Wednesday, 13 July 2016

Back Home Via Southport And Llangollen

Towards the end of our stay in Scotland, Sarah and Duncan kindly invited us round to their house for a special dinner that they cooked for us to celebrate our Ruby Wedding Anniversary which is coming up on Sunday. We had a delicious meal. Here's Marion with Rose and Melody making a toast.

We took the family shopping in Dundee before we left for home. A few years ago Liverpool was inundated by the famous Lambananas and more recently there have been scores of Pigs Gone Wild in Ipswich. Dundee is going through a similar statue celebration and this time it's the famous DC Thompson's Oor Wullie. 

Rose and Melody were impressed by the disco ball Wullie and the punk Wullie.

And enjoyed a drive together while their mum and Marion did some shopping. We left Scotland on Saturday and drove to Southport where we stayed with my mum for a night.

Mum's still going strong and despite having recently suffered attempted frauds by not one but two low life criminals, she's still lively and doing extremely well for a ninety-year-old. She kindly treated us to a very good meal at The Vincent hotel on Lord St. Thanks Mum. From Southport it was on to Llangollen to visit our friends David and Janet who hosted another excellent Eisteddfod lunch. We had some fabulous beef, ham and salmon (not forgetting the wine) before walking down the hill to the closing event of his year's festival.

Janet (centre) and Dave (right) with friends.

Marion with more friends enjoying David and Janet's hospitality.

The final show for this year's Eisteddfod was Jools Holland and his fabulous rhythm and blues orchestra.

We've seen Jools before at Llangollen and his shows are hugely enjoyable - no theme tune could ever be more appropriate for an artiste than Jool's Enjoy Yourself. My favourite part of the session was the fabulous ska duo Pauline Black and Arthur "Gaps" Hendrickson from The Selecter. Another brilliant event.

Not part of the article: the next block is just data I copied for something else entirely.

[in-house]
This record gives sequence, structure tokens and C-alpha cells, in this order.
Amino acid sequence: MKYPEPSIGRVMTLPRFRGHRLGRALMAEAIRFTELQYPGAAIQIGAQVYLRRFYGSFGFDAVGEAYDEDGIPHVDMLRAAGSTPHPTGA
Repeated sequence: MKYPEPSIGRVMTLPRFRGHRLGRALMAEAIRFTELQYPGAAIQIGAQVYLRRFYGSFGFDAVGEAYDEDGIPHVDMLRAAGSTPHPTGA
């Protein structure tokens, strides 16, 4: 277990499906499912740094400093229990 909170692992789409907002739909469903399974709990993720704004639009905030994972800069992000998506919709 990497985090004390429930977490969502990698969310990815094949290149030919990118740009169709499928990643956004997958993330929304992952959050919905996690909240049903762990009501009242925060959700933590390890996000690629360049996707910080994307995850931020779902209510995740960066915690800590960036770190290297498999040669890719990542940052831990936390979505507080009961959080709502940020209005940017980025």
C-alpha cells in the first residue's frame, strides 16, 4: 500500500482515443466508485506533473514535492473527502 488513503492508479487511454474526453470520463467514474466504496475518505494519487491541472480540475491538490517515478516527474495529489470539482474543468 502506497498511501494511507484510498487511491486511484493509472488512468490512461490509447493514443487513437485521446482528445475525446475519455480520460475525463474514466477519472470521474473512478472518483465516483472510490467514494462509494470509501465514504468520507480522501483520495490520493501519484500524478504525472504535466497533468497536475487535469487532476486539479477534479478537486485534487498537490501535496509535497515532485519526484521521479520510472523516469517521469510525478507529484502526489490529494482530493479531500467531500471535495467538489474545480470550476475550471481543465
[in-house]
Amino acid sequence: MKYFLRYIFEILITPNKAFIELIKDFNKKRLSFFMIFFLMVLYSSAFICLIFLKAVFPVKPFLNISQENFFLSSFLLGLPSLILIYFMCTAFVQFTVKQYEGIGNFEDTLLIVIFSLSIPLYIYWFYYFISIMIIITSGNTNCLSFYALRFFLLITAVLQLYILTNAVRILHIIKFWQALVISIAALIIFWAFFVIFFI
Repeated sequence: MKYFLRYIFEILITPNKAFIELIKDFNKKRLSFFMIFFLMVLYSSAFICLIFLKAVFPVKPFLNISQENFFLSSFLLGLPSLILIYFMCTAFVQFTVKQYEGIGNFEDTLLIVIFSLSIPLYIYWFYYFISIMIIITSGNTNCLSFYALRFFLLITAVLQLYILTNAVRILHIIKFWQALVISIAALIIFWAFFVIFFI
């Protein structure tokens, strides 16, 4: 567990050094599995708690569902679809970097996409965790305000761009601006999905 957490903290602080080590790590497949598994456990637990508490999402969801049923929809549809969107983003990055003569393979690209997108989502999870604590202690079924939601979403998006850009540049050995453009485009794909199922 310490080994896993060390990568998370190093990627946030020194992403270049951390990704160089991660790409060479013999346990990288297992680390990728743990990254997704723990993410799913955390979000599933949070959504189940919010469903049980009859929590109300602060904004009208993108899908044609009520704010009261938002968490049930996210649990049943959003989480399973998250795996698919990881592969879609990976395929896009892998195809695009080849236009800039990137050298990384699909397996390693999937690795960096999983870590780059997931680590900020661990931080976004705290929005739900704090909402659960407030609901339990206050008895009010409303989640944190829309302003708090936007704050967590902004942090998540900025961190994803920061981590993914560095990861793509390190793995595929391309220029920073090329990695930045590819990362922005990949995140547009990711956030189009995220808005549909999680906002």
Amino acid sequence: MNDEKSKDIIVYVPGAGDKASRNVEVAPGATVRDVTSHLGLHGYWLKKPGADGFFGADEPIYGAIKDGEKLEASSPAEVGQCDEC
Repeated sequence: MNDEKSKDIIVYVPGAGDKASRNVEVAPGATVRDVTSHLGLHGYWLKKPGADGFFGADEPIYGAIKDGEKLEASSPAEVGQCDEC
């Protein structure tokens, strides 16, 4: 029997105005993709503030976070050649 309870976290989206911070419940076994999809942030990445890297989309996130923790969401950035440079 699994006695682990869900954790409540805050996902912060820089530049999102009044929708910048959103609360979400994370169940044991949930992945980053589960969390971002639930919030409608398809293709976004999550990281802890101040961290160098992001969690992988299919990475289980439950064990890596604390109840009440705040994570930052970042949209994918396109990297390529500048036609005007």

I'll close today on a sombre note. While we were in Scotland five men were killed in an industrial accident. I caught it briefly on the news and assumed that it was an accident overseas as it was given very little time in the bulletin. I noticed in a very small piece in The Times the next day that the accident happened in Birmingham. How is it that the accident was not a major news story? Okay there's been a lot of politics going on but two poor children who drowned in Scotland a day or so later were front page news on almost every newspaper. I can't remember an industrial accident on this scale that has merited less column inches and have to ask myself if it could be to do with the fact that the five men who died were from Africa. The few bits of information on the internet reported them as "foreign", "Senegalese", "Spanish" and "Ghanaian." Does the fact that they were black have anything to do with the lack of newsworthiness? We see the problems that America has with black people being murdered by the police. Isn't this failure to cover a story an example of the same sort of attitude to the value of black lives?